In March 1975, subsequent to discussions at an OPEC meeting, Iran and Iraq agreed to meet and negotiate their dispute over borders and water and navigation rights. This meeting resulted in the Algiers accord below, and in a subsequent treaty signed June 13, 1975. During the convocation of the OPEC Summit Conference in the Algerian capital and upon the initiative of President Houari Boumedienne, the Shah of Iran and Saddam Hussein (Vice-Chairman of the Revolution Command Council) met twice and conducted lengthy talks on the relations between Iraq and Iran. The thalweg, meaning the median course of the Shatt-El-Arab waterway, was designated as the border. The agreement caused the Shah of Iran to withdraw Iranian support for the Kurdish rebellion, which thereupon collapsed.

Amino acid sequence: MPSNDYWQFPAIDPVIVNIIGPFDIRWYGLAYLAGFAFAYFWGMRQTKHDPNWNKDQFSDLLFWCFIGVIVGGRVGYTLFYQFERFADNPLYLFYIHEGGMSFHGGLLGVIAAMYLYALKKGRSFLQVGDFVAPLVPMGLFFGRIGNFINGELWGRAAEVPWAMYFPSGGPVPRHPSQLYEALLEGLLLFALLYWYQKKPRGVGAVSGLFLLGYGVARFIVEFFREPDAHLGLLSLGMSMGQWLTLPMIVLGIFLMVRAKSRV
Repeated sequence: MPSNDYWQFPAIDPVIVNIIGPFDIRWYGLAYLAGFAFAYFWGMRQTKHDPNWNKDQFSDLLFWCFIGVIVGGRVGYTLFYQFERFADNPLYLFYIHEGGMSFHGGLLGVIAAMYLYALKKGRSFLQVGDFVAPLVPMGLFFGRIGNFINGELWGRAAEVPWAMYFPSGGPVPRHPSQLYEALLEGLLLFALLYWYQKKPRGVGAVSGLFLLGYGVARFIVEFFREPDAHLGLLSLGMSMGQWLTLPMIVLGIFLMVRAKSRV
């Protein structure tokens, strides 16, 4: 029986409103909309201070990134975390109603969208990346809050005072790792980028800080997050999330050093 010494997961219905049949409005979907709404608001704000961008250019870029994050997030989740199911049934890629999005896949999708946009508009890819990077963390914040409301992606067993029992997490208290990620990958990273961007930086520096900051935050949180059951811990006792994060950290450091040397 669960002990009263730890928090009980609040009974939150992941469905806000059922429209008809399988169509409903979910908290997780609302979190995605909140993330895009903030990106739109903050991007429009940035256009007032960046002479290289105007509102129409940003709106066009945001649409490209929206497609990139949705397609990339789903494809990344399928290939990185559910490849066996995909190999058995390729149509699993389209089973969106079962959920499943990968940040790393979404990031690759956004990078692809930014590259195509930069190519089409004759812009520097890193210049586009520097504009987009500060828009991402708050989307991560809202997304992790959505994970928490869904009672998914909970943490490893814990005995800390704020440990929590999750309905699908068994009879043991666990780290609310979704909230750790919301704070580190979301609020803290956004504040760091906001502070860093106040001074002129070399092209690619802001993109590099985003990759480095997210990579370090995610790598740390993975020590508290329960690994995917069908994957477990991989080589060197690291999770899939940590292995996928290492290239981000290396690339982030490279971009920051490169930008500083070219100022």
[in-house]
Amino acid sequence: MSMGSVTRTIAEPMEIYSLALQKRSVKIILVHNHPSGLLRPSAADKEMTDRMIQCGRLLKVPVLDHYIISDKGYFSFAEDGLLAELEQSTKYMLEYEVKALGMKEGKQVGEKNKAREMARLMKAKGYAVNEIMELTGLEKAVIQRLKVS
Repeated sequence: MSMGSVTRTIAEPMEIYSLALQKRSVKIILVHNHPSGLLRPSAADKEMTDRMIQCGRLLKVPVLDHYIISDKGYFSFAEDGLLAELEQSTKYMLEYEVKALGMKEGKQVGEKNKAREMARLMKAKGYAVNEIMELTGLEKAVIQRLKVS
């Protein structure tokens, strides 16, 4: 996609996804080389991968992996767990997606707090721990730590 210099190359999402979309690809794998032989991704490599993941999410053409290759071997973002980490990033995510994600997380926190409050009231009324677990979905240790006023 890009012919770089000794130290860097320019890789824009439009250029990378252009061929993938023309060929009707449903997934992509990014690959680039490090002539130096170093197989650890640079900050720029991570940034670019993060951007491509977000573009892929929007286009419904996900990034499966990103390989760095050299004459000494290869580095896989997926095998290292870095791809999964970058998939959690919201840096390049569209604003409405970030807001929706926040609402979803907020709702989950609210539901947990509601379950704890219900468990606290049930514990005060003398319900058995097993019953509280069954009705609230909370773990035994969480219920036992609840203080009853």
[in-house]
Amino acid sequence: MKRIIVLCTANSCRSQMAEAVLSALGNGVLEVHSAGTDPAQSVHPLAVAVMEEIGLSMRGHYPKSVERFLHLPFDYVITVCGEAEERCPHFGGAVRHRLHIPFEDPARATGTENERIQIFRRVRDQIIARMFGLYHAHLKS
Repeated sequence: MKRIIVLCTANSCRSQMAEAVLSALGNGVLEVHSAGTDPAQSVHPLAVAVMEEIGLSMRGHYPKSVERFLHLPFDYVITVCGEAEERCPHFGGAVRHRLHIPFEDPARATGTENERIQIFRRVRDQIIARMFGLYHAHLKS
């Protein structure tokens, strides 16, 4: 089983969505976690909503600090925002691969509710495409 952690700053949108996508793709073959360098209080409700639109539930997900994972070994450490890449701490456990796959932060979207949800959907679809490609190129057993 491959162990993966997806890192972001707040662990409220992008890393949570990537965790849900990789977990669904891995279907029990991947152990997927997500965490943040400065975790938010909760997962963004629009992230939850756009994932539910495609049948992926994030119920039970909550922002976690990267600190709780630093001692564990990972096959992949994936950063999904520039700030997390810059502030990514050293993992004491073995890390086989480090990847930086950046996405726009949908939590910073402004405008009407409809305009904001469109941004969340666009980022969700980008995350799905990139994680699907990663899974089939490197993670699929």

Less than six years after signing the treaty, Iraq attacked Iran to invade the border lands. The main points of the dispute concerned the Shatt El Arab, a waterway that is Iraq’s only outlet to the sea, as well disputed islands and territories. In part, the dispute arose because of the shifting course of the Shatt El Arab. Even after the war, the disputes have not been totally resolved. More Here